Norathar came over to our apartment for dinner all the time. She'd usually teleport in right to our kitchen (even though they don't have to worry about burglars, most Jhereg do keep up teleport blocks around their homes, but Cawti would take it down for a few seconds - not that Norathar couldn't have broken a teleport block if she liked, but that wouldn't be polite). It felt a little strange to me to have her sitting at our table, eating the food Cawti made, chatting away with the two of us as if it were the most natural thing in the world. I always got the impression that I was an intruder.
Norathar had known Cawti a lot longer than I had. In fact, Norathar had known Cawti for longer than I had been alive. One of the disadvantages of marrying an older woman, that.
We only went to Norathar's place for dinner once. She'd moved out of the place she and Cawti had shared, and into this echoing mansion that apparently had belonged to her family, and had been rather hastily returned to her while the decades-long job of tracking down the rest of the property that might or might not be hers was done by a bunch of people who might or might not actually be interested in justice. Certainly Norathar gave no impression of caring.
The thing that disturbed me about Norathar's house was how empty it looked. It wasn't just the absence of knicknacks. There aren't any knicknacks at Dzur Mountain either, but it has lots of lanterns, and rugs, and comfortable furniture, and in general it looks like a place that someone lives - just someone who doesn't pick up souvenirs. Norathar's furniture didn't get used enough to be worn comfortable.
She met us at the door, looking very stiff, and rather distant. It was extrordinarily obvious she didn't have visitors often. Also, there were no servants; most nobles keep a few even if they don't really need them.
Cawti tried valiently to keep up a conversation, but it felt strange to have Norathar - the Dragon Heir, in her ancestral estate, or at least something that was going to get called that by anyone polite - getting up continually to fetch the next course. It left the two of us sitting there alone, staring at each other across the table, trying not to say anything awkward about the situation. We'd just sort of trail off and wait for her to come back. Of course, when Norathar came to dinner with us I was always getting up to get the next course, but our kitchen was right next to the dining room and you could yell thourgh the door, so it wasn't as if there was any break in the conversation. Norathar's kitchen must have been on the opposite side of the house, from how long it took. I finally gave up, when she went for the second bread course, and told Cawti, "This would be a lot less strange if she had a servant to send for the bread."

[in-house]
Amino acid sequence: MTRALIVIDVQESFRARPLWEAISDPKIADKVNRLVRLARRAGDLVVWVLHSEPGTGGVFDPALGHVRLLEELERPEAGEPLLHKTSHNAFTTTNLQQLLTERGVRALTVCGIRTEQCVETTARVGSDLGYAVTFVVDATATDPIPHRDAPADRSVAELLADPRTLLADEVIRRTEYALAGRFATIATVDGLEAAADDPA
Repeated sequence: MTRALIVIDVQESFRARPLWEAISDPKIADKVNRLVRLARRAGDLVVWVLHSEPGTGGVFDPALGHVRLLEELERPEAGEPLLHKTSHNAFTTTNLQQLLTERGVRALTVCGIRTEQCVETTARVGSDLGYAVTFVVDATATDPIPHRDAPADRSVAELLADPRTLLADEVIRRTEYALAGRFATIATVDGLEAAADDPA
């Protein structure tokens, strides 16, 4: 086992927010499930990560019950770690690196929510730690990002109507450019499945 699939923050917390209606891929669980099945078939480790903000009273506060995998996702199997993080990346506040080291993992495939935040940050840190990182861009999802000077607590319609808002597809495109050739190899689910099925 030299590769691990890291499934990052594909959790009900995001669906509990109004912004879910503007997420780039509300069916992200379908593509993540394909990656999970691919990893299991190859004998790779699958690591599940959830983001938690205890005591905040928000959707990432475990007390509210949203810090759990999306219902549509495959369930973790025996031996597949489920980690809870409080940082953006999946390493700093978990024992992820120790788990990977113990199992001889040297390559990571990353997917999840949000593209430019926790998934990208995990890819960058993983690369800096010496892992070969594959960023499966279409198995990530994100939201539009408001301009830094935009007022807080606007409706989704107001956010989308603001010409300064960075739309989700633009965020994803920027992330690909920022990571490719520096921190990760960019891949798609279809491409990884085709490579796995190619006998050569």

"Yes, well," Cawti said. "Norathar won't keep a valet, and she says there's no point in a house staff for just one person." She stabbed at her lyorn leg as though it had done her personal injury. "She doesn't have dinner guests. Ever. Except us."
And this was probably going to be the only time she had us. It was almost pathetic.
We didn't say anything else until Norathar got back, and then we carefully picked up the conversation where it had left off, discussing some new gambling laws that might or might not be enacted.
When dinner was finally done I got up quite abruptly and excused myself and went out to the garden. It was a nice garden, really, quite well-kept. It looked, oddly enough, to have a lot of plants that I knew to be witch supplies, although Norathar didn't know any witchcraft. They weren't done in rows; this wasn't a kitchen garden. They were arranged like flowers.
Cawti didn't follow me for almost half an hour. When she finally came out her eyes were red. "Come on," she told me, "let's go home," and we teleported home.
When I left Cawti I sometimes liked to imagine, on cold nights when I was huddled under a blanket in the middle of nowhere with twigs in my hair and a hot bath miles away, the lant I had given her, filling up that empty, cold house with music, and the little souvenirs of our marriage taking up space on Norathar's shelves. It was a stupid fantasy, maybe, but I liked to imagine that even after everything, Cawti wouldn't throw them away.